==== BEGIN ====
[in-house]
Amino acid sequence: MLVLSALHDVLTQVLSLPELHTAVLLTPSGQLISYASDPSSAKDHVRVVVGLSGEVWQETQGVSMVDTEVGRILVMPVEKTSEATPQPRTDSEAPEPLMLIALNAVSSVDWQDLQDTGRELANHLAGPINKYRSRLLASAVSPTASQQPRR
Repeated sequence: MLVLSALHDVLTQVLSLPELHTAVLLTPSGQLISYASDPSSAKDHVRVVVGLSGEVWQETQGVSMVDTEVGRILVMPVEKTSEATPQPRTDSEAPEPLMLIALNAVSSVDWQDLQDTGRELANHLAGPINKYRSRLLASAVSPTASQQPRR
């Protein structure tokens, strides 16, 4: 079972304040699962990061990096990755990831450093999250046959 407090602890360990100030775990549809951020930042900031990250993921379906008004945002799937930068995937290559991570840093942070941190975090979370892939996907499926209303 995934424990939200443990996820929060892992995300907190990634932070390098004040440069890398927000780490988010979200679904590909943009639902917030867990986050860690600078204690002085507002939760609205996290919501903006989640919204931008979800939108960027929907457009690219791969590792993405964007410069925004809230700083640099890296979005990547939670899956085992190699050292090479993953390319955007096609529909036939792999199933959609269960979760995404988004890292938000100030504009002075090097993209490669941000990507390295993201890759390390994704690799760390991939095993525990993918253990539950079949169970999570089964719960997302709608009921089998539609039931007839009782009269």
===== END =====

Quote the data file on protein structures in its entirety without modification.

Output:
[in-house]
Amino acid sequence: MLVLSALHDVLTQVLSLPELHTAVLLTPSGQLISYASDPSSAKDHVRVVVGLSGEVWQETQGVSMVDTEVGRILVMPVEKTSEATPQPRTDSEAPEPLMLIALNAVSSVDWQDLQDTGRELANHLAGPINKYRSRLLASAVSPTASQQPRR
Repeated sequence: MLVLSALHDVLTQVLSLPELHTAVLLTPSGQLISYASDPSSAKDHVRVVVGLSGEVWQETQGVSMVDTEVGRILVMPVEKTSEATPQPRTDSEAPEPLMLIALNAVSSVDWQDLQDTGRELANHLAGPINKYRSRLLASAVSPTASQQPRR
């Protein structure tokens, strides 16, 4: 079972304040699962990061990096990755990831450093999250046959 407090602890360990100030775990549809951020930042900031990250993921379906008004945002799937930068995937290559991570840093942070941190975090979370892939996907499926209303 995934424990939200443990996820929060892992995300907190990634932070390098004040440069890398927000780490988010979200679904590909943009639902917030867990986050860690600078204690002085507002939760609205996290919501903006989640919204931008979800939108960027929907457009690219791969590792993405964007410069925004809230700083640099890296979005990547939670899956085992190699050292090479993953390319955007096609529909036939792999199933959609269960979760995404988004890292938000100030504009002075090097993209490669941000990507390295993201890759390390994704690799760390991939095993525990993918253990539950079949169970999570089964719960997302709608009921089998539609039931007839009782009269």